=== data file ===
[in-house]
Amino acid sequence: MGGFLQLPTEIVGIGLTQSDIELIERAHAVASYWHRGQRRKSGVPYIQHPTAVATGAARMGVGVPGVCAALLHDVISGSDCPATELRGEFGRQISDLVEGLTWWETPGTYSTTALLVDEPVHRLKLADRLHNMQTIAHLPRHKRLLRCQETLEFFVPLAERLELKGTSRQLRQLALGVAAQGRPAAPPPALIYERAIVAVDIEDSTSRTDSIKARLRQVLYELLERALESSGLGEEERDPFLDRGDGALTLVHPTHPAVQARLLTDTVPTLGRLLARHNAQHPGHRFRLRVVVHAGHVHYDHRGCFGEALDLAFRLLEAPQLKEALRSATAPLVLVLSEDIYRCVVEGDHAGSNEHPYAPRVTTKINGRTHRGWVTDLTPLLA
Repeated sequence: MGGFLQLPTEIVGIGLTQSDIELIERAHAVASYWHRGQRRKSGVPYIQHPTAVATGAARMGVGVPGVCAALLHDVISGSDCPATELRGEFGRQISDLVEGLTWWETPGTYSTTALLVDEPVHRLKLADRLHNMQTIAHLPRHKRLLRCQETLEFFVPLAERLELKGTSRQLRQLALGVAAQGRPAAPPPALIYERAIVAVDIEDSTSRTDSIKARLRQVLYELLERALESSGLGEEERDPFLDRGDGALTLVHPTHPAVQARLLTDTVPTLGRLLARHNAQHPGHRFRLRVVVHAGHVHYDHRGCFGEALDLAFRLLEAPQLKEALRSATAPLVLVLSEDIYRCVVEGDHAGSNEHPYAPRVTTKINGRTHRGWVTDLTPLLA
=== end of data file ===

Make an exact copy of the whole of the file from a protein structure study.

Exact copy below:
[in-house]
Amino acid sequence: MGGFLQLPTEIVGIGLTQSDIELIERAHAVASYWHRGQRRKSGVPYIQHPTAVATGAARMGVGVPGVCAALLHDVISGSDCPATELRGEFGRQISDLVEGLTWWETPGTYSTTALLVDEPVHRLKLADRLHNMQTIAHLPRHKRLLRCQETLEFFVPLAERLELKGTSRQLRQLALGVAAQGRPAAPPPALIYERAIVAVDIEDSTSRTDSIKARLRQVLYELLERALESSGLGEEERDPFLDRGDGALTLVHPTHPAVQARLLTDTVPTLGRLLARHNAQHPGHRFRLRVVVHAGHVHYDHRGCFGEALDLAFRLLEAPQLKEALRSATAPLVLVLSEDIYRCVVEGDHAGSNEHPYAPRVTTKINGRTHRGWVTDLTPLLA
Repeated sequence: MGGFLQLPTEIVGIGLTQSDIELIERAHAVASYWHRGQRRKSGVPYIQHPTAVATGAARMGVGVPGVCAALLHDVISGSDCPATELRGEFGRQISDLVEGLTWWETPGTYSTTALLVDEPVHRLKLADRLHNMQTIAHLPRHKRLLRCQETLEFFVPLAERLELKGTSRQLRQLALGVAAQGRPAAPPPALIYERAIVAVDIEDSTSRTDSIKARLRQVLYELLERALESSGLGEEERDPFLDRGDGALTLVHPTHPAVQARLLTDTVPTLGRLLARHNAQHPGHRFRLRVVVHAGHVHYDHRGCFGEALDLAFRLLEAPQLKEALRSATAPLVLVLSEDIYRCVVEGDHAGSNEHPYAPRVTTKINGRTHRGWVTDLTPLLA